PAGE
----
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Our Activities in FY2002-2003

Current Situation of North Korean Refugees

Annual Report 2003

The repressive conditions in the Democratic People's Republic of Korea, brought on by food shortages and state sponsored human rights violations, has forced increasing numbers of North Korean citizens to defect into China in search of food and temporary employment. Chinese authorities, however, allow neither refugee nor parole status to North Korean defectors, and wage a continuing and systematic crackdown aimed at disclosing, exposing and persecuting them. As a result, those defectors forcibly repatriated by Chinese authorities are prosecuted under the North Korean Criminal Law Sec.47, and eventually suffer intolerable atrocities as political prisoners upon returning to North Korea.

China, although a signatory to the U.N. Refugee Convention, has failed to meet its obligation under that agreement, refusing to recognize North Korean defectors as refugees and thus to grant them refugee status. Clearly, this is a violation of international law. The well-respected international NGO Jubilee Campaign and other NGOs have been highly critical of China's behavior.

In December 1995, China signed an agreement with the United Nations High Commissioner for Refugees which upgraded the UNHCR Mission in China to a UNHCR Branch Office. The agreement set forth a new Protocol, granting the UNHCR the right to provide international protection and humanitarian assistance to North Korean refuges in China. However, the UNHCR has yet to fully exercise these rights in China. Its performance with regards to North Korean refugees in China has been inadequate at best. Thus, it should be noted that the UNHCR violates its own obligations under the Convention on Refugees.

The international NGO community recognizes the North Korean refugee issue in China as a violation of international law regarding human rights and humanitarian principles. Sharp criticisms have been raised worldwide, not only of the North Korean government but also of the Chinese authorities. The world demands a more critical assessment of China's policies towards North Korean refugees.

Reports indicate that once taken into custody by Chinese authorities, North Korean defectors have been robbed of their money and mercilessly tortured with electric prods. Most often, they are subsequently repatriated to North Korea, where far worse tortures await. North Korean defectors, seeking to escape severe human rights violations back home, face a similar predicament in China, where they wish only for the opportunity to fulfill their basic human needs.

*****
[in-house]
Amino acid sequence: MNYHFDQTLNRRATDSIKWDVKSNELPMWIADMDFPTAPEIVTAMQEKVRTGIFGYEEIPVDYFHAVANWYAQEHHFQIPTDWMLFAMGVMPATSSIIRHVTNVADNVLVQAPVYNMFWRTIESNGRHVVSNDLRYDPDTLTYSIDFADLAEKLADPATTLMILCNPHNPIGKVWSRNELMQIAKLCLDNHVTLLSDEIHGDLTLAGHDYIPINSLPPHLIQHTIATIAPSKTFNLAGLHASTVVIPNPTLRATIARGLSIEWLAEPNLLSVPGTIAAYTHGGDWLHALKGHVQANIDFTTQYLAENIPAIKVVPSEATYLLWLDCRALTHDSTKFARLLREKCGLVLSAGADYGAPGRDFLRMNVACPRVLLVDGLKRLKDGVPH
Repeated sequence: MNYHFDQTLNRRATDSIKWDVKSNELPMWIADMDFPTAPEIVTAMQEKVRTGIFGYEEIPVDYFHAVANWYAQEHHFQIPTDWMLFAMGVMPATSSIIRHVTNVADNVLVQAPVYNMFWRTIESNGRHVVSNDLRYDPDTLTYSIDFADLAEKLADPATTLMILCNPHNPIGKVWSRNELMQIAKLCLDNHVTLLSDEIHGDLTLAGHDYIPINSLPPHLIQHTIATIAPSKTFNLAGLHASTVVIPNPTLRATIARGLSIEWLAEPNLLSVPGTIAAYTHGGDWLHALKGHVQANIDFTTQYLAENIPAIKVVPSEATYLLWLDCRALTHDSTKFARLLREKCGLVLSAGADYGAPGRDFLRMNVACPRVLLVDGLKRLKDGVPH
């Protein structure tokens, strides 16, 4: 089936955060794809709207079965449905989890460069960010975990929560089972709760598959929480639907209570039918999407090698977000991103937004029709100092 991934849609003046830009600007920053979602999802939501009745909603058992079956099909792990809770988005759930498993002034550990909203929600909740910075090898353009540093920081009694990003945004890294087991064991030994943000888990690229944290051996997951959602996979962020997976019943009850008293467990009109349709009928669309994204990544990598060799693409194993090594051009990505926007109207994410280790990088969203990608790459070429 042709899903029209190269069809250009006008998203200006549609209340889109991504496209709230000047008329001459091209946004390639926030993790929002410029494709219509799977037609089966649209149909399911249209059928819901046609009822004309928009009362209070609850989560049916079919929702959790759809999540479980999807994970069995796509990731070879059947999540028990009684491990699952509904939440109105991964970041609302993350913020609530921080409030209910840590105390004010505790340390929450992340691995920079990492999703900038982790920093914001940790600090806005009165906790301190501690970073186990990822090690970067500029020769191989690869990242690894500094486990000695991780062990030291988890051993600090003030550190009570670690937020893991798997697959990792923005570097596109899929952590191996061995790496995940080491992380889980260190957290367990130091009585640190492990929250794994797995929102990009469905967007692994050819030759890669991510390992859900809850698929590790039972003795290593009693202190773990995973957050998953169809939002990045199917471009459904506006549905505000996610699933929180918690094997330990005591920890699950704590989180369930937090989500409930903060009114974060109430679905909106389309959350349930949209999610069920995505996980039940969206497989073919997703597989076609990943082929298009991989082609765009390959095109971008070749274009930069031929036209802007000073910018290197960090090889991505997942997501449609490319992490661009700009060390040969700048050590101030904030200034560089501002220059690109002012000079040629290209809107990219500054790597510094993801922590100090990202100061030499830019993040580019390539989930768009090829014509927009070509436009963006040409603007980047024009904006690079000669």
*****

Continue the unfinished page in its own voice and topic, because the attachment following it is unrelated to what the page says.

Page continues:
The 54th United Nations Human Rights Subcommittee held in Geneva in 2002 unanimously ratified a resolution pledging international protection and relief for North Korean refugees and condemning any form of forcible repatriation. The resolution has placed more pressure on China to act in compliance with international law. In the presence of mass media, China dutifully deports North Korean refugees to a third country in an effort to conceal its crimes, insisting that its treatment of refugees strictly adheres to both international and municipal laws regarding humanitarian right. However, when not under the watchful eye of the media, China does not hesitate to vigorously carry out its forcible repatriation policy.

In the last year, the Chinese authorities have become increasingly vigilant in carrying out this policy of repatriation, shifting focus to a new crack-down on NGO activists working on behalf of North Korean refugees in China.

In August 2002, a South Korean humanitarian aid-worker, Mr. Kim Hee-tae, was arrested along with five North Korean refugees by the Chinese authorities near the train station in Changhun, Jilin Province.

A South Korean pastor, Mr. Chun Ki-won, was arrested in Inner Mongolia for entering China illegally and providing assistance to North Korean refugees escaping into Mongolia.

A senior official of Life Funds for North Korean Refugees, Mr. Kato Hiroshi, was arrested in Dalian and taken into Chinese custody in November.